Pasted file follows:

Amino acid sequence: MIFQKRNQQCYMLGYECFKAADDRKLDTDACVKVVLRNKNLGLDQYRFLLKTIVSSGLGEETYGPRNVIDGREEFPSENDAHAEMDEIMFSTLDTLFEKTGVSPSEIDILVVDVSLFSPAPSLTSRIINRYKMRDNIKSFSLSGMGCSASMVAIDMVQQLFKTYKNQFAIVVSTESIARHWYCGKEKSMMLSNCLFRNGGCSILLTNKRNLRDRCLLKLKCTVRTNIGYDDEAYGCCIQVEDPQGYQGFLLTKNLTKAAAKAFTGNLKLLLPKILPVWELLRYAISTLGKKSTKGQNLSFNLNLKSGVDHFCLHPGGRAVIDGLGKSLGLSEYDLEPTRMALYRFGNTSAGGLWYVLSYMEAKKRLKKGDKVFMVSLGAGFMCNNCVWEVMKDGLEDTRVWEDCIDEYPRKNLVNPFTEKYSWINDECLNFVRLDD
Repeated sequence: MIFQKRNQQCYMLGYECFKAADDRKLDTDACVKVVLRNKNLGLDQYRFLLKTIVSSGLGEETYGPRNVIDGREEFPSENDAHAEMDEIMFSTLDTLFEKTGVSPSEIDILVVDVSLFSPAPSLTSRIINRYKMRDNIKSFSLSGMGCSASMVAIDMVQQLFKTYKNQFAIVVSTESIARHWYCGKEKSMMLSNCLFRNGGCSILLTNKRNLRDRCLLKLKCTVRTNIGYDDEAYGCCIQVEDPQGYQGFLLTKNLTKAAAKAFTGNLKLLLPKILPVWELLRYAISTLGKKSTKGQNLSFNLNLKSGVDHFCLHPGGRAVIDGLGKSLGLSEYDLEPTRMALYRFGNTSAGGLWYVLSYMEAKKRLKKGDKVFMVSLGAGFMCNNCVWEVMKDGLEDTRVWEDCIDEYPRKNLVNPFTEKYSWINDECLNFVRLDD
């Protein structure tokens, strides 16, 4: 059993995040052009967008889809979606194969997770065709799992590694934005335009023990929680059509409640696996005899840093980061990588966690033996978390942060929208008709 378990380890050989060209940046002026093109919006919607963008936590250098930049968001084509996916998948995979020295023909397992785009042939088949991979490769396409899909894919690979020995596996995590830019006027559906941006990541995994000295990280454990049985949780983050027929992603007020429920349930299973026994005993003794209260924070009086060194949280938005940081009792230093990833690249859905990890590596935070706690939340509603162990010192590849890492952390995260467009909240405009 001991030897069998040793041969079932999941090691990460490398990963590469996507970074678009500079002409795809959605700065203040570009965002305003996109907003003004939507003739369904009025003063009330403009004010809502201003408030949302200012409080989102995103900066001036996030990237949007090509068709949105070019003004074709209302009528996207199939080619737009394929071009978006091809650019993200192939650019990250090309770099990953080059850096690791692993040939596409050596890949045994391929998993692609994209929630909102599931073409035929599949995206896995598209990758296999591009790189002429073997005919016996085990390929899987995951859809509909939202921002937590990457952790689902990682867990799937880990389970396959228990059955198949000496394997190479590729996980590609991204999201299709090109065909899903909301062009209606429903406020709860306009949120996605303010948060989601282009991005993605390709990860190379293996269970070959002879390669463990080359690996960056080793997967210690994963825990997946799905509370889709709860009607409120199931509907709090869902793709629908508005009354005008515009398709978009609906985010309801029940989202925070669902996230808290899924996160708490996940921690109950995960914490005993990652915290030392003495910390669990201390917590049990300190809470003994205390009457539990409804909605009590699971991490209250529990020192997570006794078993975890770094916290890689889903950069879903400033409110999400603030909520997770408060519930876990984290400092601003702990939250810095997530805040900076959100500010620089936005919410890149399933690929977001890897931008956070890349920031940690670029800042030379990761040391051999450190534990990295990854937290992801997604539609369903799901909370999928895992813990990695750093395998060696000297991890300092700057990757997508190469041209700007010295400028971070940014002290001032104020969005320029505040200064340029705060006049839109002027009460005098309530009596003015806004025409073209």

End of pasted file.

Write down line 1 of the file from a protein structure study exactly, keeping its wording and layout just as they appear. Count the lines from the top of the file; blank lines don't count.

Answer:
Amino acid sequence: MIFQKRNQQCYMLGYECFKAADDRKLDTDACVKVVLRNKNLGLDQYRFLLKTIVSSGLGEETYGPRNVIDGREEFPSENDAHAEMDEIMFSTLDTLFEKTGVSPSEIDILVVDVSLFSPAPSLTSRIINRYKMRDNIKSFSLSGMGCSASMVAIDMVQQLFKTYKNQFAIVVSTESIARHWYCGKEKSMMLSNCLFRNGGCSILLTNKRNLRDRCLLKLKCTVRTNIGYDDEAYGCCIQVEDPQGYQGFLLTKNLTKAAAKAFTGNLKLLLPKILPVWELLRYAISTLGKKSTKGQNLSFNLNLKSGVDHFCLHPGGRAVIDGLGKSLGLSEYDLEPTRMALYRFGNTSAGGLWYVLSYMEAKKRLKKGDKVFMVSLGAGFMCNNCVWEVMKDGLEDTRVWEDCIDEYPRKNLVNPFTEKYSWINDECLNFVRLDD